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The ACLU's 30 Years War: Will the Boy Scouts ever hold their Jamboree at Fort A.P. Hill again?

Scott Johnson

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A WEEK AGO YESTERDAY President Bush spoke before the more than 30,000 Boy Scouts attending the 16th National Scout Jamboree. The tragic deaths by electrocution of four adult Scout leaders on July 25 dominated news of the Jamboree, and the coverage of Bush's speech was perfunctory at best. Like many of President Bush's formal speeches, however, his remarks are worth reading in their entirety. They are eloquent, funny, personal, and moving.

The Jamboree took place at Fort A.P. Hill in Caroline County, Virginia--its permanent home since 1981. Yet most coverage of the president's speech failed to note that the 2005 Jamboree may be the Scouts' last at the site. On June 22, Illinois federal district court Judge Blanche Manning prohibited the Defense Department from allowing the Scouts to use the site for future Jamborees.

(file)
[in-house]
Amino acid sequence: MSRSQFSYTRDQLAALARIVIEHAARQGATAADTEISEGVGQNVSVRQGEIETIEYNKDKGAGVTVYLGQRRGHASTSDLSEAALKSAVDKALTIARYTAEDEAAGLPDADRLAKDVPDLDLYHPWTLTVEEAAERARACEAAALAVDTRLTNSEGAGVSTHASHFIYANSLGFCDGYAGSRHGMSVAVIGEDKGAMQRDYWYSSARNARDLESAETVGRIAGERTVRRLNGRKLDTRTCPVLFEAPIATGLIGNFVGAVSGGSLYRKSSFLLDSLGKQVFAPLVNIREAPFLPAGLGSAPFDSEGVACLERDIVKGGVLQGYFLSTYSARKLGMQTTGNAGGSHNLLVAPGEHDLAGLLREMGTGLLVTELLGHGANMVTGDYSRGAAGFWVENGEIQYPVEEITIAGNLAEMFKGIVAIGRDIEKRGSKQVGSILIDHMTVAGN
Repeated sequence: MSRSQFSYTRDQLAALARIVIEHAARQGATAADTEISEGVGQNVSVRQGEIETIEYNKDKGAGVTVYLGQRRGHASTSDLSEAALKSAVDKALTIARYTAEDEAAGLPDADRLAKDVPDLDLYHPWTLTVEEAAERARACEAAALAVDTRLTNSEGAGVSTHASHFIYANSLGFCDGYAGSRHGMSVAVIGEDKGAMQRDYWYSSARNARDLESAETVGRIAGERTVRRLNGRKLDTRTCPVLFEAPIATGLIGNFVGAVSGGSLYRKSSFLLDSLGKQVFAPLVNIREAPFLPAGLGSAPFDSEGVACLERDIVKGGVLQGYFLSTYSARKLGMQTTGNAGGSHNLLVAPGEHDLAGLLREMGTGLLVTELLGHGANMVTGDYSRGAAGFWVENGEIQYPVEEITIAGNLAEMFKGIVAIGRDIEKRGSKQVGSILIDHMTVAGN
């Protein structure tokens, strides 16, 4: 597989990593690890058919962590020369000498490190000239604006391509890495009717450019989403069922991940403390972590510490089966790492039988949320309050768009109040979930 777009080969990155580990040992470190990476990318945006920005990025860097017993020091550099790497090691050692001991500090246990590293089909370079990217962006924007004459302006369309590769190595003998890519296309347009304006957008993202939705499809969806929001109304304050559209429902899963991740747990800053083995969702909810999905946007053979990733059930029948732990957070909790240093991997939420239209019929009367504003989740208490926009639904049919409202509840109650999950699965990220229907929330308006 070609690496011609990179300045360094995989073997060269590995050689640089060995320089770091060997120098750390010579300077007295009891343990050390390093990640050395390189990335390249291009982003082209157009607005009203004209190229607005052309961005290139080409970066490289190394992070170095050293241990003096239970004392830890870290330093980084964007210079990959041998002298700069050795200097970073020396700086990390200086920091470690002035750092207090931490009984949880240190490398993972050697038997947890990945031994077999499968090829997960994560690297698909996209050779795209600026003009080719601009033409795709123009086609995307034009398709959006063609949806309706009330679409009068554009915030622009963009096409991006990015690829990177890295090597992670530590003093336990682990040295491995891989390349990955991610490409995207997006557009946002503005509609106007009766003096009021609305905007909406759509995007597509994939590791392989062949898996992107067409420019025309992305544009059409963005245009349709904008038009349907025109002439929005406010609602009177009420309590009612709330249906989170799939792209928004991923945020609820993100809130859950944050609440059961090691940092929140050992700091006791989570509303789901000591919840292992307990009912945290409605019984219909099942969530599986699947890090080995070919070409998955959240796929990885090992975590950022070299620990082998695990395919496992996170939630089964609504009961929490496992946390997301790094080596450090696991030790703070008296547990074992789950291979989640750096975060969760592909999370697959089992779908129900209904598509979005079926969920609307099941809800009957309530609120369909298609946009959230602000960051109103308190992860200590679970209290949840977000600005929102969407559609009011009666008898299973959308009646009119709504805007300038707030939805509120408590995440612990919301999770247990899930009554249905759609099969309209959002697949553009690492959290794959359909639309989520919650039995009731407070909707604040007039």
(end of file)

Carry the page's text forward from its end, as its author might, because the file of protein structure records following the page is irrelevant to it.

WHY? Well, for the past 25 years the American Civil Liberties Union has conducted a legal war on the Boy Scouts. In 1980, the ACLU filed its first lawsuit seeking to remold the Scouts into an organization more to its liking. Claiming that the Scouts constituted a "public accommodation" for the purpose of state and local civil rights laws, the ACLU brought a discrimination suit against the Scouts on behalf of a troop leader excluded from membership after he took a male date to his senior prom. According to the ACLU throughout years of litigation, the Scouts didn't believe in anything in particular, so that its associational rights were not infringed by subjugation to the imperatives of state and local discrimination law.

Read the entire article on the Weekly Standard website (new window will open).

Posted: 18-Aug-05



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